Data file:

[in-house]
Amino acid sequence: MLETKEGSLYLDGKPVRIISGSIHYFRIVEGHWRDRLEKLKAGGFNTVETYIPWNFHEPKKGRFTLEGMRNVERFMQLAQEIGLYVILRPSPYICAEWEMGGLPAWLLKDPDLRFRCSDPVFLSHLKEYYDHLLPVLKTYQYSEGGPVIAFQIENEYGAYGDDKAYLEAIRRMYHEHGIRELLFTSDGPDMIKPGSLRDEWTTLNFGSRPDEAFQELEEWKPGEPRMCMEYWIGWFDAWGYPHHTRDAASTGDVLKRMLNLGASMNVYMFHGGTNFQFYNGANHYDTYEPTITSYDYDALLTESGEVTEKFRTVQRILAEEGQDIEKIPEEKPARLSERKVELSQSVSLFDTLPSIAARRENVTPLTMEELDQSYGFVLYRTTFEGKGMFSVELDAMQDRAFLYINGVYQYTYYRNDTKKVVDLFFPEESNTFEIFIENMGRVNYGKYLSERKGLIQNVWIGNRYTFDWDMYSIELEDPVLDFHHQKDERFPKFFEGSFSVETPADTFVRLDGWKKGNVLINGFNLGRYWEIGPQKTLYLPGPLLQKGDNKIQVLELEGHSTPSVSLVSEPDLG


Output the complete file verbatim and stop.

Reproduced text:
[in-house]
Amino acid sequence: MLETKEGSLYLDGKPVRIISGSIHYFRIVEGHWRDRLEKLKAGGFNTVETYIPWNFHEPKKGRFTLEGMRNVERFMQLAQEIGLYVILRPSPYICAEWEMGGLPAWLLKDPDLRFRCSDPVFLSHLKEYYDHLLPVLKTYQYSEGGPVIAFQIENEYGAYGDDKAYLEAIRRMYHEHGIRELLFTSDGPDMIKPGSLRDEWTTLNFGSRPDEAFQELEEWKPGEPRMCMEYWIGWFDAWGYPHHTRDAASTGDVLKRMLNLGASMNVYMFHGGTNFQFYNGANHYDTYEPTITSYDYDALLTESGEVTEKFRTVQRILAEEGQDIEKIPEEKPARLSERKVELSQSVSLFDTLPSIAARRENVTPLTMEELDQSYGFVLYRTTFEGKGMFSVELDAMQDRAFLYINGVYQYTYYRNDTKKVVDLFFPEESNTFEIFIENMGRVNYGKYLSERKGLIQNVWIGNRYTFDWDMYSIELEDPVLDFHHQKDERFPKFFEGSFSVETPADTFVRLDGWKKGNVLINGFNLGRYWEIGPQKTLYLPGPLLQKGDNKIQVLELEGHSTPSVSLVSEPDLG